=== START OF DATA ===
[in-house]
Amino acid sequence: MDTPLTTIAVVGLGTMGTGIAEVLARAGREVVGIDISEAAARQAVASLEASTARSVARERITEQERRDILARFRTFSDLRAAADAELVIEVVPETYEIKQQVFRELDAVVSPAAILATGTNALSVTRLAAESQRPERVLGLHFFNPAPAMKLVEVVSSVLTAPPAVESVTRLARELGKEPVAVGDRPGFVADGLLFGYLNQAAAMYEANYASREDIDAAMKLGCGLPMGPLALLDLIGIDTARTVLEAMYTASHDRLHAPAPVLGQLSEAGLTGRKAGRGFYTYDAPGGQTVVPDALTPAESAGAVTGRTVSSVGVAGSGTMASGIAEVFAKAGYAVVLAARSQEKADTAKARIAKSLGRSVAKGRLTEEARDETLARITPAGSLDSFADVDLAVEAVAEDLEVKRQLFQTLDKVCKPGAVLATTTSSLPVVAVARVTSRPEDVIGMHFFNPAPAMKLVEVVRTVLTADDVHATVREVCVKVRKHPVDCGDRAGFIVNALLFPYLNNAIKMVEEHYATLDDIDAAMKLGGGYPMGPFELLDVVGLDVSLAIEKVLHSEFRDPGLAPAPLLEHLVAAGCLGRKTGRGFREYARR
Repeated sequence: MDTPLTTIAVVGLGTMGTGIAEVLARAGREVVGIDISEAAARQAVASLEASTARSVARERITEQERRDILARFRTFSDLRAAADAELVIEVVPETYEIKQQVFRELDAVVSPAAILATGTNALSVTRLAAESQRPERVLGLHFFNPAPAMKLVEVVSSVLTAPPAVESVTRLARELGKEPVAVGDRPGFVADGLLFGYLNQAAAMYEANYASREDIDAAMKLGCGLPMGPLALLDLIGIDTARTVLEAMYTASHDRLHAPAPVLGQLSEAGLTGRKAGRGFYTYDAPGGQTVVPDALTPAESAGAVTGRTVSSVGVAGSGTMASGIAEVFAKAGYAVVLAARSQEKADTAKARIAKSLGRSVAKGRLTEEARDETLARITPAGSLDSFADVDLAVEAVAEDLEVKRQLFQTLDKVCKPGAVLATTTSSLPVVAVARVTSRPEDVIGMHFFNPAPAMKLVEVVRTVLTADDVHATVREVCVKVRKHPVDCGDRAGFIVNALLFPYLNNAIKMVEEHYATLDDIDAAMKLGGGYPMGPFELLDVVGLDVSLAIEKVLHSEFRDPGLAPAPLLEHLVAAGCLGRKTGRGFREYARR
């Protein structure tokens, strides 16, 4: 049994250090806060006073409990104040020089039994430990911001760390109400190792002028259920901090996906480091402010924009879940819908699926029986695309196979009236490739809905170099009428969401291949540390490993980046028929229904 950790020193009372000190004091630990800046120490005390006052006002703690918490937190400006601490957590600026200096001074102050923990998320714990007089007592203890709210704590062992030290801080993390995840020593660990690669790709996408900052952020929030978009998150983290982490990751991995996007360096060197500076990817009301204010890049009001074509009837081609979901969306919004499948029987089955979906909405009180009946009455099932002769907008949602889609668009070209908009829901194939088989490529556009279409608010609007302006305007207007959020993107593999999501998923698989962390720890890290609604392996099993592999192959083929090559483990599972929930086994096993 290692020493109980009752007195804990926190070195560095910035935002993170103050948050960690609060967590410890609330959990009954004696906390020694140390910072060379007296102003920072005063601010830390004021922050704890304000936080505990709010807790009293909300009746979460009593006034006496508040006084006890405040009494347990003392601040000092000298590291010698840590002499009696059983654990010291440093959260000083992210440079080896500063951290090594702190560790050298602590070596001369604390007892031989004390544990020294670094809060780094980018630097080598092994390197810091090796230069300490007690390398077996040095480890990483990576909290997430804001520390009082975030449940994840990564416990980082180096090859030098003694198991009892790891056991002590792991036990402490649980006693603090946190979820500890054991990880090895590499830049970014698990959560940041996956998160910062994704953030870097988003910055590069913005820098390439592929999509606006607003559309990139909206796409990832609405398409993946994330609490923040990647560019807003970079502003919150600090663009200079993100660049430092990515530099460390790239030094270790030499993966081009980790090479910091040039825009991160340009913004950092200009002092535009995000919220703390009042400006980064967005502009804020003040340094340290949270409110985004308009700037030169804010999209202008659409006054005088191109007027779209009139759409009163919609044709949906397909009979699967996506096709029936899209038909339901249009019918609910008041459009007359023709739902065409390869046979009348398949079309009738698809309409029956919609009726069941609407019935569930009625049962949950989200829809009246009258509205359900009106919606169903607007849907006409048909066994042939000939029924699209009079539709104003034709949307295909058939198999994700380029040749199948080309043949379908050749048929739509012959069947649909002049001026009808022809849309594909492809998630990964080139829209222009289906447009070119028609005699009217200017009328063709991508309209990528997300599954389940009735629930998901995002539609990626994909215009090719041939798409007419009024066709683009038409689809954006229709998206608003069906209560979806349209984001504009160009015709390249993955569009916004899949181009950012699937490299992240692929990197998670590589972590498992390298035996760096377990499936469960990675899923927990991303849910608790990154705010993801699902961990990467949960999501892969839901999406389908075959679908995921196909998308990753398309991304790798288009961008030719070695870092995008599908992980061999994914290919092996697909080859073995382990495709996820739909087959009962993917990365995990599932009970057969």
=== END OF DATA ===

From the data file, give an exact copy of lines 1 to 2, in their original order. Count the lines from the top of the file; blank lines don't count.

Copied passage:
[in-house]
Amino acid sequence: MDTPLTTIAVVGLGTMGTGIAEVLARAGREVVGIDISEAAARQAVASLEASTARSVARERITEQERRDILARFRTFSDLRAAADAELVIEVVPETYEIKQQVFRELDAVVSPAAILATGTNALSVTRLAAESQRPERVLGLHFFNPAPAMKLVEVVSSVLTAPPAVESVTRLARELGKEPVAVGDRPGFVADGLLFGYLNQAAAMYEANYASREDIDAAMKLGCGLPMGPLALLDLIGIDTARTVLEAMYTASHDRLHAPAPVLGQLSEAGLTGRKAGRGFYTYDAPGGQTVVPDALTPAESAGAVTGRTVSSVGVAGSGTMASGIAEVFAKAGYAVVLAARSQEKADTAKARIAKSLGRSVAKGRLTEEARDETLARITPAGSLDSFADVDLAVEAVAEDLEVKRQLFQTLDKVCKPGAVLATTTSSLPVVAVARVTSRPEDVIGMHFFNPAPAMKLVEVVRTVLTADDVHATVREVCVKVRKHPVDCGDRAGFIVNALLFPYLNNAIKMVEEHYATLDDIDAAMKLGGGYPMGPFELLDVVGLDVSLAIEKVLHSEFRDPGLAPAPLLEHLVAAGCLGRKTGRGFREYARR